If the person concerned is unaware of his [or her] role, he will find that at every step of the way, he is thwarted if he goes in one direction, but has a smooth and easy passage if he goes another way. If he persists [because he has free will] in choosing the path opposite to the one the spirit world have chosen, then all of a sudden another obstacle appears and the path he wants to take is blocked, meanwhile another is opened out and after a while, wearied with fighting against the inevitability of it all, he gives in and 'goes with the flow'.
So the Fates as Spirit helpers and shepherds of an unruly flock, do exist.
For iPad/iPhone users: tap letter twice to get list of items.
- Al-Ghazzali - The Alchemy of Happiness - 04 On spiritual experience
- Aurelius, Marcus - Meditations - Fate
- AwoFa'lokun Fatunmbi - Making rain and lightning
- Bayard Taylor - Poems of the Orient – The Angel of Patience
- Beowulf - Wyrd
- Blake, William - We reap not what we do not sow
- Blithe spirit - What dying feels like, a personal story of my meeting with the 'Widow Maker'
- Boethius - The Consolation of Philosophy - Imagine a set of revolving concentric circles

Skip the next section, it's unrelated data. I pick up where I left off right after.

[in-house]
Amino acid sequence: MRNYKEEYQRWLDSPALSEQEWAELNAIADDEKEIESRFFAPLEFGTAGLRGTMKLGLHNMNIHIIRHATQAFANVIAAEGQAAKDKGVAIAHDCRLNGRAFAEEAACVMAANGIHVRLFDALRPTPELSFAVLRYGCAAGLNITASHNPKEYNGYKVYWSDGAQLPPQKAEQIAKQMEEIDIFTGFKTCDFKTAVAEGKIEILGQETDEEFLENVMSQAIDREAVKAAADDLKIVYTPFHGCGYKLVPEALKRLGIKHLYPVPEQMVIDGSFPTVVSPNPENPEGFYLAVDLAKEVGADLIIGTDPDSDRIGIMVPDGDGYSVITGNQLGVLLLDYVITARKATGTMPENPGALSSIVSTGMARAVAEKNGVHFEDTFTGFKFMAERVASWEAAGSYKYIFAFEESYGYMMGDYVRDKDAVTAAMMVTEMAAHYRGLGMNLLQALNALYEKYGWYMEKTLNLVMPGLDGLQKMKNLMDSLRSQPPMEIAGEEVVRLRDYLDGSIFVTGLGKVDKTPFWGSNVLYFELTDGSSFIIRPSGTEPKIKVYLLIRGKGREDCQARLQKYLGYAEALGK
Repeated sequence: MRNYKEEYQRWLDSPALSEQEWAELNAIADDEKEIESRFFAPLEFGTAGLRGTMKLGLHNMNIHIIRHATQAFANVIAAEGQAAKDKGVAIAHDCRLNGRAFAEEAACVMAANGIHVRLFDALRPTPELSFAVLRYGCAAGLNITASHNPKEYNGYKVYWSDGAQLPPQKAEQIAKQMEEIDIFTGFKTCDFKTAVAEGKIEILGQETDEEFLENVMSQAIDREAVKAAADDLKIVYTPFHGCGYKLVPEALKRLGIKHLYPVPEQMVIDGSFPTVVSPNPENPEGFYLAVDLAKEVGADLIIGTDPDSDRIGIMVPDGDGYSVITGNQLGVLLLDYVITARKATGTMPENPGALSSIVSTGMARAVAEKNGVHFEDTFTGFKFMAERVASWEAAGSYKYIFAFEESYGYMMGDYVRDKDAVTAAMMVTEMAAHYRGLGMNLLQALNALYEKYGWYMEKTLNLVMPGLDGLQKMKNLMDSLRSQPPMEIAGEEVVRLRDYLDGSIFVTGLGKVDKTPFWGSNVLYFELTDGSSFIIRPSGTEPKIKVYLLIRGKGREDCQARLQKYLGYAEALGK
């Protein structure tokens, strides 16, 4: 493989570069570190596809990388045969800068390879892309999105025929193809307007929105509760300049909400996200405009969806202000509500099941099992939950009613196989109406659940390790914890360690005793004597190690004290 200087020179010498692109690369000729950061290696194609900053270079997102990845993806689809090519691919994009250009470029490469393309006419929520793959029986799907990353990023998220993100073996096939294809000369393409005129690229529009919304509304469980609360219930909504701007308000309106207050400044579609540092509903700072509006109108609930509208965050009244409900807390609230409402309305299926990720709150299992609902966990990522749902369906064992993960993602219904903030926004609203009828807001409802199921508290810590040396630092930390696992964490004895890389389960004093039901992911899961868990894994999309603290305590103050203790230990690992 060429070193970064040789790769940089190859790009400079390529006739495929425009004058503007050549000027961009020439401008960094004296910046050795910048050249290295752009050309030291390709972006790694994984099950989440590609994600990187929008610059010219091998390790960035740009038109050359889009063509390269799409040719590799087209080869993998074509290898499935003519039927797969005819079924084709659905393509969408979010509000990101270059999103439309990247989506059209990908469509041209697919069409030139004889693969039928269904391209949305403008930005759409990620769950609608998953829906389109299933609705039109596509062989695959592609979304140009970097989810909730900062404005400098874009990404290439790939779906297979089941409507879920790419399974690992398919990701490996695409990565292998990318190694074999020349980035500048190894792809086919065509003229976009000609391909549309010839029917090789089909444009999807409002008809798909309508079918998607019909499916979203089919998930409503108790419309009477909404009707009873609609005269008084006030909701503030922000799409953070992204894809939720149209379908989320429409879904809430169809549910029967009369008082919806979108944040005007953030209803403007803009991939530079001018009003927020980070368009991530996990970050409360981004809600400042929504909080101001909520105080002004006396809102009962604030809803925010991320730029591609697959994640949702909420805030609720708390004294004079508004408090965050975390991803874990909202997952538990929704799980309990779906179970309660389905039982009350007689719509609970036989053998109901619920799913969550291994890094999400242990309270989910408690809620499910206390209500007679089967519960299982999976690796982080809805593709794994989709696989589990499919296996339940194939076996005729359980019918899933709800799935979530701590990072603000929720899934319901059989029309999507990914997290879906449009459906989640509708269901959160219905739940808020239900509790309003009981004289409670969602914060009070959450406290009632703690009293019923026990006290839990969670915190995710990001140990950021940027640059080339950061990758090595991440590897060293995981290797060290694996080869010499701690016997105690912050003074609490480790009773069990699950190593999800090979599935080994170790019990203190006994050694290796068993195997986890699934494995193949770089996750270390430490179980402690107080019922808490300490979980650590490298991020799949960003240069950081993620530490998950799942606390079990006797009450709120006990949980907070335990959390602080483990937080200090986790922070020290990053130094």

- Borgund stavkirke
- Carlson, Chester – Trust in God, ‘Thy will be done’
- Chuang Tzu - The death of Chuang Tzu's wife
- Daniélou, Alain – The Way to the Labyrinth – Is our destiny foreseen
- Dr Eugene Osty - Supernormal faculties in Man – 01 Fate is not fixed
- Dr Eugene Osty - Supernormal faculties in Man – 02 Fate is not fixed
- Dr Eugene Osty - Supernormal faculties in Man – 03 Fate is not fixed
- Dr Eugene Osty - Supernormal faculties in Man – 04 Fate is not fixed, prophecy applies to people
- Dr Eugene Osty - Supernormal faculties in Man – 05 Fate is not fixed
- Dr Eugene Osty - Supernormal faculties in Man – 06 Fate is not fixed, but prophecies can be very accurate
- Dr Eugene Osty - Supernormal faculties in Man – 07 Fate is not fixed, but Destiny is
- Echo & the Bunnymen - The Killing Moon
- Epictetus - The Enchiridion - 16, 17, 18
- Euripides - Fragment 965
- Euripides - The Bacchae and the fates
- Gardner, Ingrid - Effing broadband
- George Harrison - While my guitar gently weeps
- Gnostic Gospels - Philip - The dark powers imagine
- Goethe - Selected poems - Who never wept to eat his bread
- Heine, Heinrich - The poor soul speaketh to its clay
- Hesiod - Theogony - 04 The emotions
- Holderlin, Johann - Once Gods walked
- Holderlin, Johann - Patmos
- Holderlin, Johann - To the Fates
- Homer - The Iliad - The Hours
- Jeans, Sir James - The Mysterious Universe - Atoms and dice
- Jeans, Sir James - The Mysterious Universe - Death as a function
- Jeremy Bentham - The Principles of Morals and Legislation - On Adversity